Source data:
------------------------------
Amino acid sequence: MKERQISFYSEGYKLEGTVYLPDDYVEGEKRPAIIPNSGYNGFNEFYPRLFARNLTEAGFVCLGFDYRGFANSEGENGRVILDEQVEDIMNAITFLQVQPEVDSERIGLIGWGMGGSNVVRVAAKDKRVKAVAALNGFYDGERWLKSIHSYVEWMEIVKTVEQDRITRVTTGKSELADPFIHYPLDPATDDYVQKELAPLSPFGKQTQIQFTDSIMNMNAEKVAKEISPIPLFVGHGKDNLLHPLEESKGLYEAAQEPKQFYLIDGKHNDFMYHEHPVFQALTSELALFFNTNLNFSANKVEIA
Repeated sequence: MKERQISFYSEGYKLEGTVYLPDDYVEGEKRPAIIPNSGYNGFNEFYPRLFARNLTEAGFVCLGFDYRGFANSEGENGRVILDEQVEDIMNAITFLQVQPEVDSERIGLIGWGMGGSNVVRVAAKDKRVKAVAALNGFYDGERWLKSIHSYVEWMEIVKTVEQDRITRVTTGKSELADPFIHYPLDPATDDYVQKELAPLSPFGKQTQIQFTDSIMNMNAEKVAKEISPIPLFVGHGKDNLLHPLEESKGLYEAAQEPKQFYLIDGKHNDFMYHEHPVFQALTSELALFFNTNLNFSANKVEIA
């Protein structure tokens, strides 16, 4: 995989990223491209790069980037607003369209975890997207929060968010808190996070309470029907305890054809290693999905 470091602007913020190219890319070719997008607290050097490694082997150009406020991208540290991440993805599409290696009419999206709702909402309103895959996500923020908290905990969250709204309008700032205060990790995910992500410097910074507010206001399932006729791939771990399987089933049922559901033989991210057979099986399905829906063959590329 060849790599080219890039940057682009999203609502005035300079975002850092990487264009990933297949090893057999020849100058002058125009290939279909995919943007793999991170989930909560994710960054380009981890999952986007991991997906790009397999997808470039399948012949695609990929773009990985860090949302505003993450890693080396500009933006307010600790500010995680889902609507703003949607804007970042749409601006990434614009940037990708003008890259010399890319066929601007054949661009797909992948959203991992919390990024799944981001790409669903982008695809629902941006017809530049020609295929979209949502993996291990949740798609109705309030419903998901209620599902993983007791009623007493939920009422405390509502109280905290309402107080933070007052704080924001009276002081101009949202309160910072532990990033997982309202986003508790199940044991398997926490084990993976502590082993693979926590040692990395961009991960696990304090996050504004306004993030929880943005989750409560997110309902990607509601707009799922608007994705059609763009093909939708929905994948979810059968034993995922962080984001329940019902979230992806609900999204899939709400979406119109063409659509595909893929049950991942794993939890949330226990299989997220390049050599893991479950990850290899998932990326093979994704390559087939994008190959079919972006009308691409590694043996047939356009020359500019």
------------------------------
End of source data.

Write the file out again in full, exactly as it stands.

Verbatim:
Amino acid sequence: MKERQISFYSEGYKLEGTVYLPDDYVEGEKRPAIIPNSGYNGFNEFYPRLFARNLTEAGFVCLGFDYRGFANSEGENGRVILDEQVEDIMNAITFLQVQPEVDSERIGLIGWGMGGSNVVRVAAKDKRVKAVAALNGFYDGERWLKSIHSYVEWMEIVKTVEQDRITRVTTGKSELADPFIHYPLDPATDDYVQKELAPLSPFGKQTQIQFTDSIMNMNAEKVAKEISPIPLFVGHGKDNLLHPLEESKGLYEAAQEPKQFYLIDGKHNDFMYHEHPVFQALTSELALFFNTNLNFSANKVEIA
Repeated sequence: MKERQISFYSEGYKLEGTVYLPDDYVEGEKRPAIIPNSGYNGFNEFYPRLFARNLTEAGFVCLGFDYRGFANSEGENGRVILDEQVEDIMNAITFLQVQPEVDSERIGLIGWGMGGSNVVRVAAKDKRVKAVAALNGFYDGERWLKSIHSYVEWMEIVKTVEQDRITRVTTGKSELADPFIHYPLDPATDDYVQKELAPLSPFGKQTQIQFTDSIMNMNAEKVAKEISPIPLFVGHGKDNLLHPLEESKGLYEAAQEPKQFYLIDGKHNDFMYHEHPVFQALTSELALFFNTNLNFSANKVEIA
């Protein structure tokens, strides 16, 4: 995989990223491209790069980037607003369209975890997207929060968010808190996070309470029907305890054809290693999905 470091602007913020190219890319070719997008607290050097490694082997150009406020991208540290991440993805599409290696009419999206709702909402309103895959996500923020908290905990969250709204309008700032205060990790995910992500410097910074507010206001399932006729791939771990399987089933049922559901033989991210057979099986399905829906063959590329 060849790599080219890039940057682009999203609502005035300079975002850092990487264009990933297949090893057999020849100058002058125009290939279909995919943007793999991170989930909560994710960054380009981890999952986007991991997906790009397999997808470039399948012949695609990929773009990985860090949302505003993450890693080396500009933006307010600790500010995680889902609507703003949607804007970042749409601006990434614009940037990708003008890259010399890319066929601007054949661009797909992948959203991992919390990024799944981001790409669903982008695809629902941006017809530049020609295929979209949502993996291990949740798609109705309030419903998901209620599902993983007791009623007493939920009422405390509502109280905290309402107080933070007052704080924001009276002081101009949202309160910072532990990033997982309202986003508790199940044991398997926490084990993976502590082993693979926590040692990395961009991960696990304090996050504004306004993030929880943005989750409560997110309902990607509601707009799922608007994705059609763009093909939708929905994948979810059968034993995922962080984001329940019902979230992806609900999204899939709400979406119109063409659509595909893929049950991942794993939890949330226990299989997220390049050599893991479950990850290899998932990326093979994704390559087939994008190959079919972006009308691409590694043996047939356009020359500019």